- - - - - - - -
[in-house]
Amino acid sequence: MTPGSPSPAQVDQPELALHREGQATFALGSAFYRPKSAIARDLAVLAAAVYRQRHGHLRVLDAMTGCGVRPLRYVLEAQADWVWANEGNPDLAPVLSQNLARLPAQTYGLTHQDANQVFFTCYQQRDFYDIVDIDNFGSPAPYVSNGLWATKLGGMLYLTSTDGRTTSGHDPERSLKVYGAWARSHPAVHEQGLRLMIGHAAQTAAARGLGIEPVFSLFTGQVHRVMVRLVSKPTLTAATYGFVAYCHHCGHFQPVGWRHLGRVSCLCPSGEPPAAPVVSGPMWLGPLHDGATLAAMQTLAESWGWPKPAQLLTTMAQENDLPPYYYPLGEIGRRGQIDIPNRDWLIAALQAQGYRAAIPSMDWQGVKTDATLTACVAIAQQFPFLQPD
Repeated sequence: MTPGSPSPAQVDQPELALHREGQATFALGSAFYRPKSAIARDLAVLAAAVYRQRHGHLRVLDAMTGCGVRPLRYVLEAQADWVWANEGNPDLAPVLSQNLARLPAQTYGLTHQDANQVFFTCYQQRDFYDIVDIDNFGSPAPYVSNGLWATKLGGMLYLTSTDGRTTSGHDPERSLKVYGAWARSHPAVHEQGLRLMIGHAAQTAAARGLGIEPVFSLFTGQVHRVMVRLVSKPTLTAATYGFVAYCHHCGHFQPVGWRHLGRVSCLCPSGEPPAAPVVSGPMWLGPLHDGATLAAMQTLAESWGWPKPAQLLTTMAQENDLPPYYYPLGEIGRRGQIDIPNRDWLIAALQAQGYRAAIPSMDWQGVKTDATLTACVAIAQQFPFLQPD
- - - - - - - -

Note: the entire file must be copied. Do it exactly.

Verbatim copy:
[in-house]
Amino acid sequence: MTPGSPSPAQVDQPELALHREGQATFALGSAFYRPKSAIARDLAVLAAAVYRQRHGHLRVLDAMTGCGVRPLRYVLEAQADWVWANEGNPDLAPVLSQNLARLPAQTYGLTHQDANQVFFTCYQQRDFYDIVDIDNFGSPAPYVSNGLWATKLGGMLYLTSTDGRTTSGHDPERSLKVYGAWARSHPAVHEQGLRLMIGHAAQTAAARGLGIEPVFSLFTGQVHRVMVRLVSKPTLTAATYGFVAYCHHCGHFQPVGWRHLGRVSCLCPSGEPPAAPVVSGPMWLGPLHDGATLAAMQTLAESWGWPKPAQLLTTMAQENDLPPYYYPLGEIGRRGQIDIPNRDWLIAALQAQGYRAAIPSMDWQGVKTDATLTACVAIAQQFPFLQPD
Repeated sequence: MTPGSPSPAQVDQPELALHREGQATFALGSAFYRPKSAIARDLAVLAAAVYRQRHGHLRVLDAMTGCGVRPLRYVLEAQADWVWANEGNPDLAPVLSQNLARLPAQTYGLTHQDANQVFFTCYQQRDFYDIVDIDNFGSPAPYVSNGLWATKLGGMLYLTSTDGRTTSGHDPERSLKVYGAWARSHPAVHEQGLRLMIGHAAQTAAARGLGIEPVFSLFTGQVHRVMVRLVSKPTLTAATYGFVAYCHHCGHFQPVGWRHLGRVSCLCPSGEPPAAPVVSGPMWLGPLHDGATLAAMQTLAESWGWPKPAQLLTTMAQENDLPPYYYPLGEIGRRGQIDIPNRDWLIAALQAQGYRAAIPSMDWQGVKTDATLTACVAIAQQFPFLQPD